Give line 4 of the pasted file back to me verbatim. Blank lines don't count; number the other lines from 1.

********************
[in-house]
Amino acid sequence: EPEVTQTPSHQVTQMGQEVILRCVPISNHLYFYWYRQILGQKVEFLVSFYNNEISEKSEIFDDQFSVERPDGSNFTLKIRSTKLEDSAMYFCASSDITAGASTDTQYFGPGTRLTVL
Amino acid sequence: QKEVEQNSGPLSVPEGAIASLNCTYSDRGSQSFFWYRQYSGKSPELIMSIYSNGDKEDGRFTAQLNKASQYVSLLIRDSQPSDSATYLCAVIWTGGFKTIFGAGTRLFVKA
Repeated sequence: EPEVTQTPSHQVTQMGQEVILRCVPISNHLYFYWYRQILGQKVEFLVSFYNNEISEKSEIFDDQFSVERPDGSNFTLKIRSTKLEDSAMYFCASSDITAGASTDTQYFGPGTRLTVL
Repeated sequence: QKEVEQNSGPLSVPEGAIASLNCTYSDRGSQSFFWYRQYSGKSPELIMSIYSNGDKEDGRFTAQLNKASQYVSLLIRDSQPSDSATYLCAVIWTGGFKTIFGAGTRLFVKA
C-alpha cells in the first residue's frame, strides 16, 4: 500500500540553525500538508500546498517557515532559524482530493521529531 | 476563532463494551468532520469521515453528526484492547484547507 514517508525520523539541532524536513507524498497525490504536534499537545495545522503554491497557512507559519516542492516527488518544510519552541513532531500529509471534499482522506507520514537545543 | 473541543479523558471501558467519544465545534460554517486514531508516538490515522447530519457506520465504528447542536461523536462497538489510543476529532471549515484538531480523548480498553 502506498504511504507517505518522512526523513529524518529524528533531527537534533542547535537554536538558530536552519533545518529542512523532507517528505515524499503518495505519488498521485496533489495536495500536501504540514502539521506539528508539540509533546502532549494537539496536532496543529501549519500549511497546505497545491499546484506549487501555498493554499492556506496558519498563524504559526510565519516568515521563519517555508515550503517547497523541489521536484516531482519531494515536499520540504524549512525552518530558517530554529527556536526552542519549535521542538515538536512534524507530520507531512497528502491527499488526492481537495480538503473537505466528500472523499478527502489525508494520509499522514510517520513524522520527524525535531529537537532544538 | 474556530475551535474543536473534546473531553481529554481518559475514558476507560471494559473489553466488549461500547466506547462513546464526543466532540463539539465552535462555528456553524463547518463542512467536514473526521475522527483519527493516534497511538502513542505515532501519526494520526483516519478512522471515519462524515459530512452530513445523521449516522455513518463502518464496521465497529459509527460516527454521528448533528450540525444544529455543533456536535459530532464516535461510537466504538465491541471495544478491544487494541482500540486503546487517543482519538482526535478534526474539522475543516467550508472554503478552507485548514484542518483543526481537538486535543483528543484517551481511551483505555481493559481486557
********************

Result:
Repeated sequence: EPEVTQTPSHQVTQMGQEVILRCVPISNHLYFYWYRQILGQKVEFLVSFYNNEISEKSEIFDDQFSVERPDGSNFTLKIRSTKLEDSAMYFCASSDITAGASTDTQYFGPGTRLTVL